Combined diabetes and obesity, 'diabesity', is a serious health problem with considerably increased risks of premature heart attack, stroke and death. If not controlled, it can also affect the eyes leading to blindness, the kidneys leading to kidney failure and the feet leading to ulcers and amputation.

The number of patients with diabesity is increasing rapidly, both in the UK and world-wide. Despite all the available expertise and best use of the most modern treatments there are many patients who remain considerably overweight and with poor diabetes control, rendering them vulnerable to these complications.

For such patients a possible new treatment has become available. It is called endobarrier and consists of a 60cm tube-like liner made from a thin, flexible and durable impermeable polymer. It is inserted by the simple procedure of endoscopy and is anchored in place, just beyond the stomach, by a basket of very thin wire made of Nitinol-an alloy of nickel and titanium. The endobarrier prevents food from contacting the first two feet of small intestine and this leads to considerable weight loss (18% reduction) and improvement in diabetes control (87% of patients reach the target control level).

Because this treatment could well be just what is needed for the patients who remain in trouble from their diabetes despite the best treatments available, ABCD have initiated a national trial of the new device funded by a grant from their Diabetes Care Trust (ABCD ) Registered Charity Number 1139057. The study is supported by the NHS and is centred at Birmingham's City Hospital with supporting centres in London (King's College Hospital and Guy's and St Thomas' Hospitals) and Glasgow (Glasgow Royal Infirmary).

Dr Piya Sen Gupta, ABCD Research Fellow, who is conducting the study for ABCD, said: "This trial presents an exciting opportunity for patients with combined diabetes and weight problems, who currently have limited treatment options, to kick start their way back to health.

"It is a novel idea to use a device to treat diabesity when the usual medications have failed and it may offer a valuable treatment option, avoiding in some, the need for invasive bariatric surgery. By opening this study up to NHS patients in Birmingham, London and Glasgow, the results will be relevant throughout the UK. This study has been so named, as we do hope that it goes some way to REVISE-Diabesity"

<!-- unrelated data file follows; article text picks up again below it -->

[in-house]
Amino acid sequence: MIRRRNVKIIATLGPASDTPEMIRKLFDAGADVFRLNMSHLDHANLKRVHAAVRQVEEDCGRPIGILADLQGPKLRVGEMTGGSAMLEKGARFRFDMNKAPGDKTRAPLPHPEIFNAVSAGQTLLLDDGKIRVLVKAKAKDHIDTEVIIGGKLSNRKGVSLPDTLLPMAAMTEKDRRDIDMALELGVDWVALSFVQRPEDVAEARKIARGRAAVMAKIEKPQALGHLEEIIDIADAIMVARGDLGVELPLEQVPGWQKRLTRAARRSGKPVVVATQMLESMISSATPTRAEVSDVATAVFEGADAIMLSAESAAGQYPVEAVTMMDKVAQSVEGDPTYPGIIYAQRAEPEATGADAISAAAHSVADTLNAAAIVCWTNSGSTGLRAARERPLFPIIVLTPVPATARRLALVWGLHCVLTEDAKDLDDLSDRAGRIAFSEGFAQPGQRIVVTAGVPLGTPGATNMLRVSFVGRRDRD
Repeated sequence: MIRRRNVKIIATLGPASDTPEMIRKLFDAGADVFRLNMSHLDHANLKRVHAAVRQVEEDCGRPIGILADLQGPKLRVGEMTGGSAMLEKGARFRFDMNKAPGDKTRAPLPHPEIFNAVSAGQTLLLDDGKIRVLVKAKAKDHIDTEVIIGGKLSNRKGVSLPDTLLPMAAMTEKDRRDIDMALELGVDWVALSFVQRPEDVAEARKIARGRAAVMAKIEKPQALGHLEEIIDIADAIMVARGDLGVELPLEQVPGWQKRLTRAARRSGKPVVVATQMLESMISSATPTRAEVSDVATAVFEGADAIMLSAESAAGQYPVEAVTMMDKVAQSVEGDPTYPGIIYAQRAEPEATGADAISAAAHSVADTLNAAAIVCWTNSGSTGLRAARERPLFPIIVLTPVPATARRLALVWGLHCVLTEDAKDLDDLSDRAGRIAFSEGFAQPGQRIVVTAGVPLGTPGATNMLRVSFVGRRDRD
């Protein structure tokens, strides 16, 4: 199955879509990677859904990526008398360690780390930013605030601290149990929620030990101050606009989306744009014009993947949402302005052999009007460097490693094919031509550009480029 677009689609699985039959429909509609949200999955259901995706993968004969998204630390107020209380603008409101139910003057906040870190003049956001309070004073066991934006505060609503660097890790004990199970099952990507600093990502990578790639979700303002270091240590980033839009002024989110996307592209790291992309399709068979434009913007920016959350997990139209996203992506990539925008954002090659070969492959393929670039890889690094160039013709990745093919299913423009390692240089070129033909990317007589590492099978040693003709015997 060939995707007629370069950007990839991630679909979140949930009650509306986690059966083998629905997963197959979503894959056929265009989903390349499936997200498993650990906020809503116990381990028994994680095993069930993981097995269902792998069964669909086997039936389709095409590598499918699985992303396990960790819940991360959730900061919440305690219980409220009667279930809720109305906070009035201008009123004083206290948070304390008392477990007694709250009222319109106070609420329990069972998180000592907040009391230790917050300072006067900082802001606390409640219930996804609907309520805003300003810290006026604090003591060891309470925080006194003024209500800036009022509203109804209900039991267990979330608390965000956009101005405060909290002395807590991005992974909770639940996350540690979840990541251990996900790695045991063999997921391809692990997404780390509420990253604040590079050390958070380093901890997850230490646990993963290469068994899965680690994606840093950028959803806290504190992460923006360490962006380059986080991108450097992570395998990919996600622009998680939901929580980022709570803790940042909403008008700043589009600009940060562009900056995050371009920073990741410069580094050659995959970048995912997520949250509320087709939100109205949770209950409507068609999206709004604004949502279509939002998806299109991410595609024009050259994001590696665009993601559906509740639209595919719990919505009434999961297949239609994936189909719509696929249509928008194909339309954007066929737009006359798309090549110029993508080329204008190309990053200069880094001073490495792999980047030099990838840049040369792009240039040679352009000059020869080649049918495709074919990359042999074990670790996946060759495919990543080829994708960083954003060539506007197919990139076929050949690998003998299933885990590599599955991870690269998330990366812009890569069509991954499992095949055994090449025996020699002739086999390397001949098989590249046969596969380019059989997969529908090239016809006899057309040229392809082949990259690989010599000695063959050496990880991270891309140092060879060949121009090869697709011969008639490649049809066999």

The first patient to receive the new treatment in the trial is due to have her device inserted on the morning of Thursday 25th July, 2013, at Birmingham's City Hospital.

ABCD Chairman, Dr Chris Walton, said :"The twin epidemics of obesity and diabetes may bankrupt our healthcare systems. The projected spend on diabetes rises from the current 10% of NHS expenditure to 17% of NHS expenditure by 2035 and it is estimated that, for type 2 diabetes, the cost of complications of the disease is more than threefold the cost of treatment. ABCD is keen to research new technologies that confront obesity in diabetes and which may prevent the relentless progress to complications, so the placement of the first endobarrier device in this study is a landmark date''

Dr Bob Ryder, Principal Investigator for the ABCD study, said: "At the moment we have many patients who remain overweight and with poor diabetes control, despite all the available diabetes treatments. Because the endobarrier reduces weight and improves the diabetes control, it is a treatment that could break the cycle of problems for these patients who have otherwise come to the end of the line.

"The best thing about the endobarrier is that it is not permanent and after insertion at endoscopy, it is removed up to a year later, and we then have to hope that the improvement is sustained. This treatment is not currently an NHS treatment, but this is an NHS approved study, and if the trial proves successful and cost effective, we expect that the device will be considered by NICE for approval as part of mainstream NHS diabetes treatment in the future".